Robinho, his nine-year sentence for gang rape – and why it took seven years for him to be jailed – The Athletic

By Jack LangMar 28, 2024

Warning: This article contains graphic sexual language which some readers may find distressing.

Last Thursday evening, police arrested former Brazil international Robinho at his beachfront condominium in Santos, south of Sao Paulo.

He was driven 210km (130 miles) to the Tremembe Penitentiary, a prison complex just off BR-116, the main highway between Sao Paulo and Rio de Janeiro. In the early hours of Friday, he began a nine-year jail sentence for gang rape.


Earlier in the week, Brazil’s Superior Court of Justice (STJ) — the country’s highest appellate court — had convened to discuss a case that has dragged on since November 2017, when Robinho was first found guilty of the crime by a court in the Italian city of Milan.

The conviction was upheld across two appeals within Italy’s legal system, but Robinho had returned to Brazil by the time of the final judgement in 2022. Because Brazil does not extradite its citizens born in the country, there had been significant doubt over whether the former Real Madrid, Manchester City and AC Milan forward, now 40 years old, would serve any time in jail.

The condominium complex where Robinho was arrested (Miguel Schincariol/AFP via Getty Images)

After a four-hour hearing, the STJ voted by nine to two for his sentence to be transferred to Brazil. Robinho’s legal team plan to challenge the decision in two instances — to the STJ itself, then to the Federal Supreme Court — but a habeas corpus request for him to remain free in the interim was denied.

As things stand, Robinho will be held in an individual cell at Tremembe until late 2027, when he may be moved to a ‘semi-open’ regime. He will only be eligible for full release in 2033.

The case dates back to January 2013, when Robinho — playing for Milan at the time — and five friends attended a Brazilian music night at Sio Cafe, a nightclub in the northern Italian city.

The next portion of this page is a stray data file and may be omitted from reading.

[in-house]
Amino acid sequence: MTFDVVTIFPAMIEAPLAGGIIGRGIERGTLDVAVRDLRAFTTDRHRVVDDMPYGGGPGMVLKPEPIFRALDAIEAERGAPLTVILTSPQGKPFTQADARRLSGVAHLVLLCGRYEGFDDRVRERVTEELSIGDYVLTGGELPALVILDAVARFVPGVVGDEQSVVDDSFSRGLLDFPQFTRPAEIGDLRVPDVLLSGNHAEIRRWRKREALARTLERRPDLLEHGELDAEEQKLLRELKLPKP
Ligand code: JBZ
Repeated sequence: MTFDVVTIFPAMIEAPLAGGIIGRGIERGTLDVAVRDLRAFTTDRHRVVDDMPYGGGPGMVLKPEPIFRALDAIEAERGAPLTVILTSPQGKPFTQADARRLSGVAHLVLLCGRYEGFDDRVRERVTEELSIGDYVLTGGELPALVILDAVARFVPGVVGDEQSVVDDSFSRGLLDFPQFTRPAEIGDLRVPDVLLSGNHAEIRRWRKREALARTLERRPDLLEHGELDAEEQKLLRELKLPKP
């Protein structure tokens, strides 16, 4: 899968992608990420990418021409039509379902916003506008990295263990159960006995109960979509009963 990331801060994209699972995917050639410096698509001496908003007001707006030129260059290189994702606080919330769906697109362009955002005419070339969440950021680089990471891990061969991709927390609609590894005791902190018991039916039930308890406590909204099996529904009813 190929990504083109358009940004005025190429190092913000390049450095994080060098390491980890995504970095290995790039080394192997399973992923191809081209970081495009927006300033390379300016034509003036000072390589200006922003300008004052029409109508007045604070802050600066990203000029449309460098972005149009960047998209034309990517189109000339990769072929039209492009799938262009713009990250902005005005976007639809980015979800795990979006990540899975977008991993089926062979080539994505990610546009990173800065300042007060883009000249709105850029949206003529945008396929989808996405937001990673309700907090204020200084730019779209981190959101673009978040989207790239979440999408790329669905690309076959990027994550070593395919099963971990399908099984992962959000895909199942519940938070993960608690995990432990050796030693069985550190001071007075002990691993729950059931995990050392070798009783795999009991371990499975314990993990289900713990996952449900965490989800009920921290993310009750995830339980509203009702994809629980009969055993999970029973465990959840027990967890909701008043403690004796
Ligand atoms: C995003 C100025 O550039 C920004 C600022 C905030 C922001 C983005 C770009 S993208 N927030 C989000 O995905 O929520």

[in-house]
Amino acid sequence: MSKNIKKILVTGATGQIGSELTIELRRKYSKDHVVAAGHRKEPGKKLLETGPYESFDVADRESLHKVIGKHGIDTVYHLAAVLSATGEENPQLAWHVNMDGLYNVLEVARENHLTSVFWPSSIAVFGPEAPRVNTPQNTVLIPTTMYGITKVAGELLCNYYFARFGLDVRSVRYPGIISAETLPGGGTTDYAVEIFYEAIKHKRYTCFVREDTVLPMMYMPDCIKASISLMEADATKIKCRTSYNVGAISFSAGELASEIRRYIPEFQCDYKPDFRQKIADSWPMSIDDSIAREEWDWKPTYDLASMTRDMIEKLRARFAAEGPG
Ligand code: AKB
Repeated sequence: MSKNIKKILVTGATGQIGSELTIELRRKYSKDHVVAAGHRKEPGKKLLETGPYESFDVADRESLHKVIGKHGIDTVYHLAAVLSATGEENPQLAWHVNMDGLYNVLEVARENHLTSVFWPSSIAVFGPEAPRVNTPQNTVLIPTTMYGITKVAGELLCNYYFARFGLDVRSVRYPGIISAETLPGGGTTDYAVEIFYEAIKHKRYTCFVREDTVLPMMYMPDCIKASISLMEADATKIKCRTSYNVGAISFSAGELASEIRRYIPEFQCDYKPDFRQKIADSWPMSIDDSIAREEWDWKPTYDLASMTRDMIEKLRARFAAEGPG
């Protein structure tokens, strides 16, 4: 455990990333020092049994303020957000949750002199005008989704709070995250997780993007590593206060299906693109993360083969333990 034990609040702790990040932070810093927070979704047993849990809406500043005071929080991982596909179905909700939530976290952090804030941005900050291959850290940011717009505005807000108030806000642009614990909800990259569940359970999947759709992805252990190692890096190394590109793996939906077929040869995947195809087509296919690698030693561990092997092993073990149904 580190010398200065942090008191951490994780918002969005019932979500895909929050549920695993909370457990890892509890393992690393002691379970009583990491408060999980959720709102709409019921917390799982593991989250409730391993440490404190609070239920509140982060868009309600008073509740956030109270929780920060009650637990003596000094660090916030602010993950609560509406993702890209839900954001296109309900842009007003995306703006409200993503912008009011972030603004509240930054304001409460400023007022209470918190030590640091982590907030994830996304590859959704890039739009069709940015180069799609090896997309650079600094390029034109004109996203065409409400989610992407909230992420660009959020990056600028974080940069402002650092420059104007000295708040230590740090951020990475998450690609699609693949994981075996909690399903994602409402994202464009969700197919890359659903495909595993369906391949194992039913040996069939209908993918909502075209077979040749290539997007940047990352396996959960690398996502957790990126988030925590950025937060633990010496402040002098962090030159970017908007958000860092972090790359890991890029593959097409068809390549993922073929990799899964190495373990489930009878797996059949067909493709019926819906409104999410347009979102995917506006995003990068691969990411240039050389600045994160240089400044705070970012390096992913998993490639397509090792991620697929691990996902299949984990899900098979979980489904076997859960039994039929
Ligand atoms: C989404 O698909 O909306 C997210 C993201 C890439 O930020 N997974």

Per her testimony, the victim — a woman of Albanian origin who has never been named — and two friends were invited to join the group in the club. The victim was celebrating her 23rd birthday. She had met Robinho at a different nightclub two years prior. She said that one of Robinho’s friends had messaged her about meeting up that evening, but told her she should only come to the table after Robinho’s wife had gone home.

She said that the Brazilians bought them drinks, but that only she drank them because one of her friends was pregnant and the other was driving. At 1.30am, her friends went home. She danced with the Brazilians, before going to an outdoor area for fresh air, at which point one of Robinho’s friends tried to kiss her. They then both went to a changing room, where he continued trying.


The victim said that she only had flashes of memory and that she couldn’t speak or stand. She said she was drunk and sexually abused by six men while unconscious.

“I believe that at the start, (unnamed friend of Robinho) was performing oral sex on me, and Robinho was taking advantage of me in a different way,” she said. “Then they swapped roles. From then on, I don’t remember anything because I found myself surrounded by the boys. I didn’t know what was happening.”